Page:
Wednesday, October 08, 2008

Architectural time travel

Above is a series of images from Bryan Boyer, who recently completed an MA in Architecture at the Harvard Graduate School of Design. Here's Boyer's task, as described by him at the blog he maintained while the project was on foot:

[T]he design project I've chosen for myself is to redesign the US Capitol building.
The short version of the pitch is that the Congress is broken... [yet however] much we dislike the current administration, they're playing by the rules of the game, more or less.

In the course of my research I discovered an interesting coincidence in the history of the US House of Representatives. Intended to grow with each uptick of the census and maintain something of a parity with the population, the House of Representatives actually stopped growing in 1911. The date has no significance, but it's interesting to note that 435 is about as many people as can comfortably fit into the chamber of the house as it stands today (the current chamber was first occupied in 1858 with 262 desks). In other words, the House's membership stopped growing because of architecture, not politics. By interfering with the political process of the country, in 1911 the US Capitol changed from monument to memorial.

The real issue is what architectural questions we can address with the Capitol as our vehicle. The primary issue at stake here is how one may develop a sense of monumentality without fixity. Perfect static environments, little capsules of space preserved for future generations, are memorials that purposefully mark a certain moment in time.

Here Boyer confronts, directly and quite literally, the insight captured in Mitch Kapor's memorable aphorism "Architecture is politics". What he says also opens up some other fascinating lines of inquiry. For me, an important one is the ambitious but, as his argument implies, necessary program of redesigning the political system itself, not just its edifices. A fully-fledged political design discourse is especially needed for moving beyond well-entrenched but misguided assumptions, such as the idea that an increasing number of representatives requires more co-located space. (e.g., What about electronically-enabled direct democracy; a virtual forum?) Indeed, (re)designing political systems themselves is the task that Dator has assigned to generations of students, including me, in the futures studies program at the Dept of Political Science, UH-Manoa. (This semester he's co-teaching a seminar which brings architecture and politics students together to synthesise their disciplinary perspectives, but in relation to the institution of the University, rather than Congress.)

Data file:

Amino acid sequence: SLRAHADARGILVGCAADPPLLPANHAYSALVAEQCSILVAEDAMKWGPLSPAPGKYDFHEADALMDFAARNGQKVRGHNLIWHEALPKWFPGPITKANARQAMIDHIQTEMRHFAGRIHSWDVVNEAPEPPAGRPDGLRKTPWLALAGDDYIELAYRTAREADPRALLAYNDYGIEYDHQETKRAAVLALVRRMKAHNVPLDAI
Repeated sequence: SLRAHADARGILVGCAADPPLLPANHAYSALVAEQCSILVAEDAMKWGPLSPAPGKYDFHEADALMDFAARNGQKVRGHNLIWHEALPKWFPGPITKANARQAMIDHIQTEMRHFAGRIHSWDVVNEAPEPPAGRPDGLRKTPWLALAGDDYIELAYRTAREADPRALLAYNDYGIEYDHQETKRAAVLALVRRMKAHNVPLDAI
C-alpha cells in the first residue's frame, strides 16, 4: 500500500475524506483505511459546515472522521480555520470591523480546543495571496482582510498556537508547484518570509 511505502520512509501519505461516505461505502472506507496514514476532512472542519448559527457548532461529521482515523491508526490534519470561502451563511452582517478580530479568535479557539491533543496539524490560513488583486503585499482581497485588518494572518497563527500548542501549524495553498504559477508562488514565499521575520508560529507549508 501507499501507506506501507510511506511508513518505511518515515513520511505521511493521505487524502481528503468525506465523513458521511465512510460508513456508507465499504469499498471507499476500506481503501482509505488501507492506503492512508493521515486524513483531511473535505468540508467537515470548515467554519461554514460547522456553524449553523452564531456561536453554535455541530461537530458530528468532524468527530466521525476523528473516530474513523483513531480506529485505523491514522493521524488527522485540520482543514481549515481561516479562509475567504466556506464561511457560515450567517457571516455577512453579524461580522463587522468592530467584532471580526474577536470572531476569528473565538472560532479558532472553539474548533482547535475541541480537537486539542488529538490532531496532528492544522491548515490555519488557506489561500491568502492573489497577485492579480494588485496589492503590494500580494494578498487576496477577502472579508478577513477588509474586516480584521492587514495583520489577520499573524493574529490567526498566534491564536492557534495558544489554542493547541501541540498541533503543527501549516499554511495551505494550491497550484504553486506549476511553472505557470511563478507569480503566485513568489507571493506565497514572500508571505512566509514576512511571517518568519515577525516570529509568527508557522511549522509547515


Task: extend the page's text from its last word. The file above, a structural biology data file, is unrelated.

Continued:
Still, I digress; the main point I want to discuss isn't about the project's topic per se, but what Boyer goes on to do with it.

In addition to the elevation plans, exploded views and interior mockups shown above (and there are more where those came from, as well as a nifty animation), Boyer produced photo-illustrations of the new Capitol in its Washington, D.C. location. These boldly reimagine the famous view from Pennsylvania Avenue...

...and from the Lincoln Memorial, looking down the National Mall:

The iconicity of the target makes this a pretty audacious student project. Even so, this is all pretty standard architectural fare so far -- designs and artists' impressions of the structure-to-be.

But then it gets really interesting. Boyer offers a hypothetical back-seat passenger view of the Capitol out the windshield of a vehicle on New Jersey Avenue NW...

...which (although maybe a bit cryptic out of context) to me has the ring of a photographic artifact from the future.

Yet there's more. He also produced a series of souvenir plates adorned with the proposed building's imagery...

(below, a more detailed shot of one of the plate designs)

...and (the icing on the cake) a U.S. $50 bill featuring his version of the U.S. Capitol building:

Not only is this an ingenious riff on the current bill design, it's close to "guerrilla futures" gold.

(Compare to Daniel Carr's hypothetical Amero coins, which appeared here late last year.)

OK. A few more points and we'll be done.